Creative Leadership

Will Your Email Trail Come Back to Haunt You?

Last year, a writer approached me with a screenplay, asking me to help him get his film made. Fair enough. But I made it clear that our company,  Cooke Media Group is not a funding company in a position to finance films. He said fine. Then I read the screenplay and realized pretty quickly it wasn’t something I was interested in, so I kindly told him thanks, but we weren’t interested at this time.

At that point, he unleashed some pretty nasty things, and followed up with an email. He wrote that if I was a REAL Christian, I’d get off my duff and help him get the movie made. He said I was obviously shallow, and couldn’t recognize great writing – or God’s hand on the project – plus, I was a hypocrite (among a few other choice things.)

It was a very interesting email to say the least, but I chose not to respond.

Now – a year or so later, I get a call from a friend who happens to be a significant film producer. This guy has the clout and money to get films made. He tells me he has an appointment set up with this writer I’d met a year ago and is curious if I know him or have an opinion about his project.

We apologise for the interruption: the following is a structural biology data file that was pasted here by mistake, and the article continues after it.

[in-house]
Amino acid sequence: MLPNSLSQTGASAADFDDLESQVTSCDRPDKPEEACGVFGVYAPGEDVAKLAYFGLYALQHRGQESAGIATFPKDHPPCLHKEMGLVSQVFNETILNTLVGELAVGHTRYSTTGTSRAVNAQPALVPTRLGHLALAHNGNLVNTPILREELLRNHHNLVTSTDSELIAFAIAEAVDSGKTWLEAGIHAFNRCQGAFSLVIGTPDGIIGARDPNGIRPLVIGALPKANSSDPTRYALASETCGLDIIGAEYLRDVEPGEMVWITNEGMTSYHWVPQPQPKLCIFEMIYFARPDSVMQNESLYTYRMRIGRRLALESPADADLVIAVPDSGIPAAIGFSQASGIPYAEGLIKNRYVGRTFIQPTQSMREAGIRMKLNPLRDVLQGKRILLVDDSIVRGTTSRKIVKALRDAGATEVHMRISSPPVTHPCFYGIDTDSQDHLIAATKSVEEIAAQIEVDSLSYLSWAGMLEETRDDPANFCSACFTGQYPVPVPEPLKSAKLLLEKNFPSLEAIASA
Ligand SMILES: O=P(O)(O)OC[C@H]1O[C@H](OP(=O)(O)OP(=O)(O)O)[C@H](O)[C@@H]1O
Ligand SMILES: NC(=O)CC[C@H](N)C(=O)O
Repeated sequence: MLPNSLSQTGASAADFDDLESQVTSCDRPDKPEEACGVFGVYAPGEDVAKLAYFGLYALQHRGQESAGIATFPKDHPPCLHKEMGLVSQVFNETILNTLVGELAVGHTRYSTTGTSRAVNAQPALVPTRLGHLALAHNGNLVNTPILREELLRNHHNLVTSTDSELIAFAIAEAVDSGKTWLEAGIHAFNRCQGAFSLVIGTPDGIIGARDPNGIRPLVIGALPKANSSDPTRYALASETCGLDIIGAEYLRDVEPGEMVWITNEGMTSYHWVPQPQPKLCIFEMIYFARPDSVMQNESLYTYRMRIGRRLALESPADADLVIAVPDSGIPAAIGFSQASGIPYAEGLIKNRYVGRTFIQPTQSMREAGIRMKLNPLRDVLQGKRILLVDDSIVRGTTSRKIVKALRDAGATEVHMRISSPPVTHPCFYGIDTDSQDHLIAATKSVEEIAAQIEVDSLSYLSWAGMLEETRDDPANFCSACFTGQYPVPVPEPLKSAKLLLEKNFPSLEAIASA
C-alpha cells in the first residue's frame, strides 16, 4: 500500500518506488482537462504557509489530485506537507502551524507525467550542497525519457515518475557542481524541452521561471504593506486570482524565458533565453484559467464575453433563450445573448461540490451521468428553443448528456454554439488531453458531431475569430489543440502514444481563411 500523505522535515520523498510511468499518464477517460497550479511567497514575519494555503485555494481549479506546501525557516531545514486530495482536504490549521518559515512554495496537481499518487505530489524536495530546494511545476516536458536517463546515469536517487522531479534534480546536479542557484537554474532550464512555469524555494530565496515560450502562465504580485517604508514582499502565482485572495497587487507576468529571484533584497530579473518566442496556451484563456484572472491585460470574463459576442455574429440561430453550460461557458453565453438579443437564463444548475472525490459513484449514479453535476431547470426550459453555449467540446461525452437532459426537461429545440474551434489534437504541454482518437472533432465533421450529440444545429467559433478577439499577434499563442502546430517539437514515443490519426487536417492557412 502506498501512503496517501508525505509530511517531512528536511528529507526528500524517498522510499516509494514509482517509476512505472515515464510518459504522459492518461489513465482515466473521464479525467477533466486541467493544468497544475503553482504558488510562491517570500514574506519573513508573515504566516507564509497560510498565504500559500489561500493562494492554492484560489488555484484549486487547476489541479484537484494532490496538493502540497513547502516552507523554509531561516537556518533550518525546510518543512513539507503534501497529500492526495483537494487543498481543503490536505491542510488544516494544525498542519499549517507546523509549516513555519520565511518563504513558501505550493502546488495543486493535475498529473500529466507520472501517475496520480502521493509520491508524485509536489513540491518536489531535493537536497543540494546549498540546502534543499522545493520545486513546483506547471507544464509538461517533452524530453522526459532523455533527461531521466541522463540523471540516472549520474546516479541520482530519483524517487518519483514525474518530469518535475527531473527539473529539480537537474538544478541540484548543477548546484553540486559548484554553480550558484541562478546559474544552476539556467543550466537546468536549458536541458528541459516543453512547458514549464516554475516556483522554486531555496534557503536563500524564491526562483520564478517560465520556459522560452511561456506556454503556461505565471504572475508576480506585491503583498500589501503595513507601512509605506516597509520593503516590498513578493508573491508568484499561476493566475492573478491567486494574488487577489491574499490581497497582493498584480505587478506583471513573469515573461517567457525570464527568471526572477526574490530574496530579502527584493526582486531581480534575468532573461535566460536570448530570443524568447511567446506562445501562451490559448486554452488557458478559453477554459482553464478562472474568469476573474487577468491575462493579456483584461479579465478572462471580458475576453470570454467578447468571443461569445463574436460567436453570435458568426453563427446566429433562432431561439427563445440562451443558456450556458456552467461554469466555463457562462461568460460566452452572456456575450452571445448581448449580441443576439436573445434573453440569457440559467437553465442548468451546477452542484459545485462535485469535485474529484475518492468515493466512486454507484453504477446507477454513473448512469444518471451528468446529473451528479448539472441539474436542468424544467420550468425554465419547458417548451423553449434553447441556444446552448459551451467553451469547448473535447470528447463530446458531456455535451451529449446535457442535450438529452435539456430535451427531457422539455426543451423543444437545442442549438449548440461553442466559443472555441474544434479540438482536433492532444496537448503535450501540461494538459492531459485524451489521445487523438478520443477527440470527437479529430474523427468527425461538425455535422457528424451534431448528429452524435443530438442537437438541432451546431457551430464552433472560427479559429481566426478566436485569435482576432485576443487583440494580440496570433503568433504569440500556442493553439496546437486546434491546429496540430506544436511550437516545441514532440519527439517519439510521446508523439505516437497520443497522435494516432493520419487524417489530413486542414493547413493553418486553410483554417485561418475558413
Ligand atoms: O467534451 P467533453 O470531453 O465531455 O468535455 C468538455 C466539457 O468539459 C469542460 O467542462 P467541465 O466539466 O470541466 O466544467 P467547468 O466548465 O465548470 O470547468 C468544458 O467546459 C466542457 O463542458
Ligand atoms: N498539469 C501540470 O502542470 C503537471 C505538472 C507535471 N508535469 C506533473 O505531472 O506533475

I didn’t have to say a thing.  All I did was pull out the guy’s email and share it with the producer and that pretty much said everything. My producer friend immediately cancelled the meeting, and has no interest in this writer or his projects.

Note what nailed this writer:  It wasn’t me or my opinion, it was his own words.  Remember that the moment you hit “send” on an email, you’ve lost control of it. In that moment of frustration or anger, what you write will live on – and it will be in someone else’s hands.

Don’t let your email trail come back to haunt you.

Ever had a similar experience?

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  1. The moment anyone emails me with “God has told me this needs to be on your channel”, or “God has told me you’re going to help me” or any such variant, I immediately dismiss them out of hand.

  2. …OR the email that you went off, or forwarded to someone else with comments, stays in the thread when you respond back to them. OUCH! Don’t make THAT mistake. 🙂

  3. I’ve really enjoyed your articles, and learned a great deal from them. I guess I expected a kinder response from you on this. You completely exposed someone on what may simply have been a very bad day. I’m disappointed.

    1. Perhaps I should have been clear that it involved a couple phone calls and multiple email messages over a matter of weeks. That indicates it was much more than a “bad day.”

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